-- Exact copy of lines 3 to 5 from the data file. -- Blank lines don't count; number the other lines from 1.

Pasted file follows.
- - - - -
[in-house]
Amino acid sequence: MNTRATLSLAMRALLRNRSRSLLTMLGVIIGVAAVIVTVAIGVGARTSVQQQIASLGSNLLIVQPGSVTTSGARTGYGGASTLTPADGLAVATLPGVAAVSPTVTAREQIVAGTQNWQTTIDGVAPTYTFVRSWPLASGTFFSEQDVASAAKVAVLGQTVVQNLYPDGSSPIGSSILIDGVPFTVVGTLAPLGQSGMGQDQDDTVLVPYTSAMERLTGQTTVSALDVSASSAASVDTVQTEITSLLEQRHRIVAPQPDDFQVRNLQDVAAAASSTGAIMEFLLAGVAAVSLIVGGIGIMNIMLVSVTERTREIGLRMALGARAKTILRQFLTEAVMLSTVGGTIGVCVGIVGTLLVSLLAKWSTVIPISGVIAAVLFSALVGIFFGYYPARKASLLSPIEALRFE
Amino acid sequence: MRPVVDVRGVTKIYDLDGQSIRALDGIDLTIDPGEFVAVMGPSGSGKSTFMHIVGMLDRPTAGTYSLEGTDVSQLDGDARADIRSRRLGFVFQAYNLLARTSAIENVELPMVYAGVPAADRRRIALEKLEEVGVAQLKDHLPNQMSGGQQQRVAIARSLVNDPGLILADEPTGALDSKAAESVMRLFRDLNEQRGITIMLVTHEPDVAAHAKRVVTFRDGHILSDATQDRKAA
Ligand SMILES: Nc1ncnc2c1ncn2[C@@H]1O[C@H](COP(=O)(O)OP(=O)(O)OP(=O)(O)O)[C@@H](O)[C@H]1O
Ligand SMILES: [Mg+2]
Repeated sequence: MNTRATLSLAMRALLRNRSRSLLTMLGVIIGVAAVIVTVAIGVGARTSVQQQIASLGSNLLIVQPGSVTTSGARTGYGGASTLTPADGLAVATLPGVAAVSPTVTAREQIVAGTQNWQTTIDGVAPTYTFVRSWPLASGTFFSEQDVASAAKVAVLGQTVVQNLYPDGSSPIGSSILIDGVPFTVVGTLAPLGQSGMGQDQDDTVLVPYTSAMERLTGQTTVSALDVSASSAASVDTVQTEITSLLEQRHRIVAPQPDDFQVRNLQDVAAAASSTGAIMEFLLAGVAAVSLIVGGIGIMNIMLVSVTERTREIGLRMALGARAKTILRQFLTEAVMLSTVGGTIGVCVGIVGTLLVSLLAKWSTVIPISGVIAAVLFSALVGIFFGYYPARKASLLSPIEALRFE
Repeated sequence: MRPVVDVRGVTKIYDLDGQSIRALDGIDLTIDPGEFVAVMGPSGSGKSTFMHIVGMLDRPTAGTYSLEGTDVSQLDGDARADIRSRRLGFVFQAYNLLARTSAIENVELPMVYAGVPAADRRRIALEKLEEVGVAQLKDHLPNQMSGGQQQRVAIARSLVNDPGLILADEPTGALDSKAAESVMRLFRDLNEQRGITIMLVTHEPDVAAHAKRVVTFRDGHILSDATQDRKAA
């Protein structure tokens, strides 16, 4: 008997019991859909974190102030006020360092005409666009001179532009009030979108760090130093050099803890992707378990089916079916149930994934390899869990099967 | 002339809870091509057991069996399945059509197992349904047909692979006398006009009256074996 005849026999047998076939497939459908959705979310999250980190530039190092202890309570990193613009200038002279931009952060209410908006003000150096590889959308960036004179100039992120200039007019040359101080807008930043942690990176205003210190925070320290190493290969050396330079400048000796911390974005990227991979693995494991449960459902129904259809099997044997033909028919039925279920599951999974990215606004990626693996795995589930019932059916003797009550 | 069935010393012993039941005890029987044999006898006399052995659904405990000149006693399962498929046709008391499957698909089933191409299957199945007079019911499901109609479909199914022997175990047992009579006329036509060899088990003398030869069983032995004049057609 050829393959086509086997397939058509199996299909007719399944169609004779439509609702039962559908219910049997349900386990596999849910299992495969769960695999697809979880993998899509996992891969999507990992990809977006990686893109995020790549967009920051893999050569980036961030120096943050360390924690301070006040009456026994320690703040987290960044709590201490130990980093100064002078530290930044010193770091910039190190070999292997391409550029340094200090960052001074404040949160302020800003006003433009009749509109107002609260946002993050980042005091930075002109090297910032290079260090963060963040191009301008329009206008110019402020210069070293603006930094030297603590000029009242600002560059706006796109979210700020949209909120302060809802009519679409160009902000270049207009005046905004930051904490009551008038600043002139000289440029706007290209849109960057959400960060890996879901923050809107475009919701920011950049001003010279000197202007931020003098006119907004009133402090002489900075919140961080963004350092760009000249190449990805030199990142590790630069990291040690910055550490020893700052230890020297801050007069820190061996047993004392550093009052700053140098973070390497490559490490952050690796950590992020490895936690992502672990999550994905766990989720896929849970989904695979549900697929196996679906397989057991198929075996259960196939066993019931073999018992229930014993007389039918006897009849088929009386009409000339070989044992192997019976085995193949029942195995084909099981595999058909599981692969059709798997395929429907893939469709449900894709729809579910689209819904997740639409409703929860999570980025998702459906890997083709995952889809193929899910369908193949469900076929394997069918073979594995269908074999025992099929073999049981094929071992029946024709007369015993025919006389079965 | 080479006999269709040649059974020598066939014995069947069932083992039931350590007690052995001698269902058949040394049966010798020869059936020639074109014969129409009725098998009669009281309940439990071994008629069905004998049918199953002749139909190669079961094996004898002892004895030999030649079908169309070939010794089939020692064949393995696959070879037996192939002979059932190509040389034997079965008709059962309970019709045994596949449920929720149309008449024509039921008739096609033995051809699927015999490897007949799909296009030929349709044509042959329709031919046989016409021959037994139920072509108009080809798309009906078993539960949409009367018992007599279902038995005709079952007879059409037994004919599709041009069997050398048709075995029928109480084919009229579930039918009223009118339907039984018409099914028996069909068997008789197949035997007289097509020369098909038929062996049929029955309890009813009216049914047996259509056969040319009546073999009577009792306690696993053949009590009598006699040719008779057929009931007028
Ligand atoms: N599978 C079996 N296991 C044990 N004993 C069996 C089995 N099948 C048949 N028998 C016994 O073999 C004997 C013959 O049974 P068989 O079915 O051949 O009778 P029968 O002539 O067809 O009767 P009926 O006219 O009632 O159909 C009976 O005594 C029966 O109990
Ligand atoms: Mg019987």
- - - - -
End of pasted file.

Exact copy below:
Amino acid sequence: MRPVVDVRGVTKIYDLDGQSIRALDGIDLTIDPGEFVAVMGPSGSGKSTFMHIVGMLDRPTAGTYSLEGTDVSQLDGDARADIRSRRLGFVFQAYNLLARTSAIENVELPMVYAGVPAADRRRIALEKLEEVGVAQLKDHLPNQMSGGQQQRVAIARSLVNDPGLILADEPTGALDSKAAESVMRLFRDLNEQRGITIMLVTHEPDVAAHAKRVVTFRDGHILSDATQDRKAA
Ligand SMILES: Nc1ncnc2c1ncn2[C@@H]1O[C@H](COP(=O)(O)OP(=O)(O)OP(=O)(O)O)[C@@H](O)[C@H]1O
Ligand SMILES: [Mg+2]